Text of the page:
Link to comment
Share on other sites

If everyone can wear the same number in the game, isn't that the same to MLB acknowledging that numbers are unnecessary to begin with? I'm not sure if there are any regulations around numbers (like how the NFL and NBA have them) but if so, wouldn't it be hypocritical to do this?

Link to comment
Share on other sites

To me no way should a former owner, who has ruined baseball and by the way he's whiter than Casper, be telling anyone to wear a number retired for breaking the color barrier. It sounds to me like a slave driver. So what happens when the first guy says, "no". Is he racist? I don't think any white guy should wear 42 to honor Jackie.

Personally just on this point, I think everyone is affected by racism. To take baseball as an example. Sure almost every player who has come close to him since has had there own controversies, but aren't Babe Ruth's record somewhat diminished because he was playing in a league that was functioning at half talent levels, because of the color bar. Aren't we all capable of feeling better because racism is less of a thing? Aren't we all capable of being proud that the US has move far enough along the line to elect a black guy to the highest office in the land?

Jackie Robinson's achievements aren't just for the African American community is my point. And perhaps its precisely those players who think of it as only an AA thing who should be forced to wear 42.

Link to comment
Share on other sites

On a more practical note: since most of these jerseys wind up being auctioned off on MLB.com, hasn't Selig just devalued them by increasing the supply? One Orioles #42 one-off jersey worn by future star Adam Jones had some value. Thirty #42 Orioles jerseys, each worn by players and coaches of varying popularity, have variable (and for the most part, likely lesser) values.

My idea has always been that the player on each team (except the Yankee$, who still have an active #42) who wins the Jackie Robinson award should have the option of wearing #42 the following season.

Link to comment
Share on other sites

Truer words never spoken, Lee.

I'm not a huge fan of having all players wear #42, but I do think that if they're going to do it, this was is far better than the dribs and drabs approach of last season. Looks like they learned something from that.

Selig's race, on the other hand, has zero to do with anything.

Link to comment
Share on other sites

My idea has always been that the player on each team (except the Yankee$, who still have an active #42) who wins the Jackie Robinson award should have the option of wearing #42 the following season.

That's not a bad idea, assuming you refer to the one day as opposed to the entire season. The yankee player could just wear a patch until Mariano is retired.

Link to comment
Share on other sites

On a more practical note: since most of these jerseys wind up being auctioned off on MLB.com, hasn't Selig just devalued them by increasing the supply? One Orioles #42 one-off jersey worn by future star Adam Jones had some value. Thirty #42 Orioles jerseys, each worn by players and coaches of varying popularity, have variable (and for the most part, likely lesser) values.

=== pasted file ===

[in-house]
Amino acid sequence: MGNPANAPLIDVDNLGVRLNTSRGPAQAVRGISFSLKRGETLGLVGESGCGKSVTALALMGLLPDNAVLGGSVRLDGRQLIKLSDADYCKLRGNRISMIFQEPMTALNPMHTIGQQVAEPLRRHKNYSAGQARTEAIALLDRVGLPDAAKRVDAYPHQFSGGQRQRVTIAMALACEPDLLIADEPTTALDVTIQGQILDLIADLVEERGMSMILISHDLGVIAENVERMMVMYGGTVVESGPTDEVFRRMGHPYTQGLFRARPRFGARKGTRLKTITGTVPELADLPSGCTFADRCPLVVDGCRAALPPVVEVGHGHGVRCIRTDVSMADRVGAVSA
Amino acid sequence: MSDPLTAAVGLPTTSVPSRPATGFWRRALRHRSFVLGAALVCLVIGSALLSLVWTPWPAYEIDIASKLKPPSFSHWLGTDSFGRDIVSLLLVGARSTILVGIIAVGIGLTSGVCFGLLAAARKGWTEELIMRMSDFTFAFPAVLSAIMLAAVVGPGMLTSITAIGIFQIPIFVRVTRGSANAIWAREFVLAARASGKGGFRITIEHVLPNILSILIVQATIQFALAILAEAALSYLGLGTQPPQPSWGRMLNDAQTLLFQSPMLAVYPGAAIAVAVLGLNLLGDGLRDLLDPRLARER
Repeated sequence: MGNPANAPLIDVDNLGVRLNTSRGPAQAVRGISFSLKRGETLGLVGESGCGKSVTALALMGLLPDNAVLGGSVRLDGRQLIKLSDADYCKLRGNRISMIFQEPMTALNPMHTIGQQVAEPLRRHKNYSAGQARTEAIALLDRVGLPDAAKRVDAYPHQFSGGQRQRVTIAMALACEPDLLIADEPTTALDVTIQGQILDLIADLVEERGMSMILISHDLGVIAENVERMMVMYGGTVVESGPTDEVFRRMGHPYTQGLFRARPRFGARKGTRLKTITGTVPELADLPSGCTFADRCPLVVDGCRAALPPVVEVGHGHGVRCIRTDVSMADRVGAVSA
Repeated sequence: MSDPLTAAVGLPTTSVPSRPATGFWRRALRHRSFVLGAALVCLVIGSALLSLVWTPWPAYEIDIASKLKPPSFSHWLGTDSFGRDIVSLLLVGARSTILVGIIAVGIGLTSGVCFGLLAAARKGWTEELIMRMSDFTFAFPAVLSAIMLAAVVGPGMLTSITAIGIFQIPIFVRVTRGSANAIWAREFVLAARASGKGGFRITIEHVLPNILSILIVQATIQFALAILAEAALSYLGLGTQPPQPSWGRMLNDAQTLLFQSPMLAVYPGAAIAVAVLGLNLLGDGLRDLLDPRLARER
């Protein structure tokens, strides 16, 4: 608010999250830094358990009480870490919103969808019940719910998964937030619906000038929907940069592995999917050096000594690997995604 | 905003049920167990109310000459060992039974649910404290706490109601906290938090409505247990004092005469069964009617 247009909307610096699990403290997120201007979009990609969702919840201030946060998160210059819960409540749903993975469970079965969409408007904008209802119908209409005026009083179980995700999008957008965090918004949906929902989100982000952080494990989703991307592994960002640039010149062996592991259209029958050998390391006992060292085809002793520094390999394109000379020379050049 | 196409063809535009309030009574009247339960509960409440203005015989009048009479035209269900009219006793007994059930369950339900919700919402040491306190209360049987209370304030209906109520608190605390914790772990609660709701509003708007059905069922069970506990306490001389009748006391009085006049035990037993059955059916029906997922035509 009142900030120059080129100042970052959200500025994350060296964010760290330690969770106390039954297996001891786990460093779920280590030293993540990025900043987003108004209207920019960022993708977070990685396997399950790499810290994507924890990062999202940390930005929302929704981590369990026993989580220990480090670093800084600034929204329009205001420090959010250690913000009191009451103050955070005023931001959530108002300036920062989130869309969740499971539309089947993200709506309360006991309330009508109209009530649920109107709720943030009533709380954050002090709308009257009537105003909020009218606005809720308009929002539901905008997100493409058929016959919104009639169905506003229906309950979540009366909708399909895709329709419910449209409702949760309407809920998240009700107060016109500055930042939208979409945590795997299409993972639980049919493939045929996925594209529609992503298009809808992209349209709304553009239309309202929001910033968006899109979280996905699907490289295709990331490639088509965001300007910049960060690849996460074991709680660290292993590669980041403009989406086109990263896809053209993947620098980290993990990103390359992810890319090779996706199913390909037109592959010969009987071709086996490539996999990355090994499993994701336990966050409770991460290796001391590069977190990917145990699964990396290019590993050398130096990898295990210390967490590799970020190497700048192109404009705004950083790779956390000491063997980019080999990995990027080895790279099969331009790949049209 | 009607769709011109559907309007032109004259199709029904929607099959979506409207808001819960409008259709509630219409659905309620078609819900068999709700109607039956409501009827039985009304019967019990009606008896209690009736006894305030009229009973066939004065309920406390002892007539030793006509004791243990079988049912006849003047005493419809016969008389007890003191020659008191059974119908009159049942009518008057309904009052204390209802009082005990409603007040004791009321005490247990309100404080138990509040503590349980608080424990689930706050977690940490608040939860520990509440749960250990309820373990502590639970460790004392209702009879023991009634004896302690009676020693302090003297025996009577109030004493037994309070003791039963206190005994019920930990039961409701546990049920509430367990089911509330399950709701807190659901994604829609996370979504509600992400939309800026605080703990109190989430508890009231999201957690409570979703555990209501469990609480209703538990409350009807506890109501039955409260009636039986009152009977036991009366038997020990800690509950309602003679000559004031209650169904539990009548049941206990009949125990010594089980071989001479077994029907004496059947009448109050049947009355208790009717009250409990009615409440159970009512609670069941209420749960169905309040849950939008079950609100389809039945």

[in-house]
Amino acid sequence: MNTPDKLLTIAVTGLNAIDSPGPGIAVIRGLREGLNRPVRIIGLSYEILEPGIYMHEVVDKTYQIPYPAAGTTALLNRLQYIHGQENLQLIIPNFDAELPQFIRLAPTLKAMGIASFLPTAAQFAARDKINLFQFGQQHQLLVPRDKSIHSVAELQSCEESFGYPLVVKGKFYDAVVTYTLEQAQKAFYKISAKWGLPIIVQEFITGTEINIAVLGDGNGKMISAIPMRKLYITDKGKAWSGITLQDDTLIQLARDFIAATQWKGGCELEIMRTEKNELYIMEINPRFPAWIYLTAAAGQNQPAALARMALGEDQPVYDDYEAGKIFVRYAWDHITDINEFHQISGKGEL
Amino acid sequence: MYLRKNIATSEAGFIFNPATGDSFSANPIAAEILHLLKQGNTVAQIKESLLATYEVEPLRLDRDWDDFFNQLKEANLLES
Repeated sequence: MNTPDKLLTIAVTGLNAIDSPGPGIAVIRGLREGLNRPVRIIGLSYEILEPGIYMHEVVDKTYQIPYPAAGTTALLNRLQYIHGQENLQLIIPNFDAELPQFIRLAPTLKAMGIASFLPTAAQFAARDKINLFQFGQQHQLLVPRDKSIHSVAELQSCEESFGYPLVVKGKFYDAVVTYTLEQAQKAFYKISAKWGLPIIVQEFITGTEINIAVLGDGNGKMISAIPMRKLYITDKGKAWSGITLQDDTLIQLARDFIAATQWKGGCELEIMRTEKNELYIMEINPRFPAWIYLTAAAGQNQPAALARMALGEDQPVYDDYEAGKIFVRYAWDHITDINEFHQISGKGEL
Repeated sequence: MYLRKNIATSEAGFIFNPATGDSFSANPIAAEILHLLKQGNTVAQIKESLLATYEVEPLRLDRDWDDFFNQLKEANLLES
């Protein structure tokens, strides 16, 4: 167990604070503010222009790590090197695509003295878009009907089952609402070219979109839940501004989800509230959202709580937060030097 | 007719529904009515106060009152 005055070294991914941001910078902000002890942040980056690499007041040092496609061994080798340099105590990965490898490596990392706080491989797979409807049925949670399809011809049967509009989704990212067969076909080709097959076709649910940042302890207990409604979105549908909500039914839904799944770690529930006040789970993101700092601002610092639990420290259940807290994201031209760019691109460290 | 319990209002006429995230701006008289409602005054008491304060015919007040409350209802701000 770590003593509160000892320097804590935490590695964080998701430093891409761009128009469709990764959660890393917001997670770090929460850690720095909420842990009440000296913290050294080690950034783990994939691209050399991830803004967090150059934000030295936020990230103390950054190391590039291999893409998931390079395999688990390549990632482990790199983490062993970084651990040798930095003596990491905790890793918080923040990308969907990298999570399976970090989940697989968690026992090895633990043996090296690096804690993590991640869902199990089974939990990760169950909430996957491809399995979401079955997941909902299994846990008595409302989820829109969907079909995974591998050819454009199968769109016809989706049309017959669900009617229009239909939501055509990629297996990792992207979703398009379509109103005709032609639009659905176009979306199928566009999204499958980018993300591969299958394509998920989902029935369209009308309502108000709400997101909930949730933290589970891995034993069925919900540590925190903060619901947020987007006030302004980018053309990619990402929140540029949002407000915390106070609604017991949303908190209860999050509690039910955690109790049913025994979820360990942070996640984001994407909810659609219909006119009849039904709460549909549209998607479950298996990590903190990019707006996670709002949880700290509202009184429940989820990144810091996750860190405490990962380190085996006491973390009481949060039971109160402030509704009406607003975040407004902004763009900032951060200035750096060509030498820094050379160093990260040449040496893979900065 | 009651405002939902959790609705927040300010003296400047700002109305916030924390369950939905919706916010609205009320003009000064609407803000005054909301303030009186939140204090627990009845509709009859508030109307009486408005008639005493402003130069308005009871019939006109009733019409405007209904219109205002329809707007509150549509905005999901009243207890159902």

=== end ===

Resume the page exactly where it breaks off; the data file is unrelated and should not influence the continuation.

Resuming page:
But do they have 30 times less value?

Link to comment
Share on other sites

1. Jackie Robinson accomplished a great feat and should be honored universally for it, by all races.

2. The #42 should not be retired across baseball.

3. Retired or not, the #42 should not be worn by all of baseball.

4. It's not that big of a deal.

Finally, I'll end with this thought that has always bothered me. The Yankees will retire Mariano Rivera's #42 for him when he's done, and he presently wears it anyways. The Cardinals officially (re)retired the #42 for Bruce Sutter following his election to the Baseball HOF. I don't recall if other teams have retired #42 for other players.

Not that I would anticipate these players complaining or anything of the sort, but doesn't it disrespect these players and their accomplishments when the MLB says not only that Jackie Robinson's #42 was more important than their #42, but so much more so that they want every player to wear a number that their own team said nobody would ever wear again in owner of them.

Echoing my fourth point above, I'm not terribly upset about any of that, but it always struck me as not quite right.

Link to comment
Share on other sites

Didn't Selig stand on the field at Shea in 1997 and proclaim "no player shall ever again wear No. 42 in Major League Baseball."

Now everyone is going to wear it.

To me it kinda cheapens his legacy.

How about a patch or something to commemorate Jackie Robinson Day? And incorporate his No. 42.

Link to comment
Share on other sites

It was needlessly dismissive (and insulting), but the substance of Gotta's post is correct.

Not a huge fan of the man, but I can't deny that his management of baseball (and of the Brewers back in the day) is excellent.

"Ruined baseball"? At that point, it's hard to take a post seriously.

Link to comment
Share on other sites

To me no way should a former owner, who has ruined baseball.

Selig has done more good for baseball than you'll ever know. This just shows your ignorance. Now go run off and play - the adults are talking...

Oh, that's helpful :rolleyes:

Ya know what, though, while GottaDeal's tone may not have been the right one, his point is an important one.

Bud Selig has done great things for baseball, and he's done it with a real, genuine passion for the game.

I don't like every one of his decisions, and some have been plain bad. But he's done far, far more good than bad. And as I said before, all you have to do is listen to one interview with him to appreciate the deep love he has for this game. Even his mistakes were done with the right intentions.

The hatred he receives is typical but uncalled for.

Link to comment
Share on other sites

Archived

This topic is now archived and is closed to further replies.

Guest
This topic is now closed to further replies.



×
×
  • Create New...

Important Information

By using this site, you agree to our Terms of Use.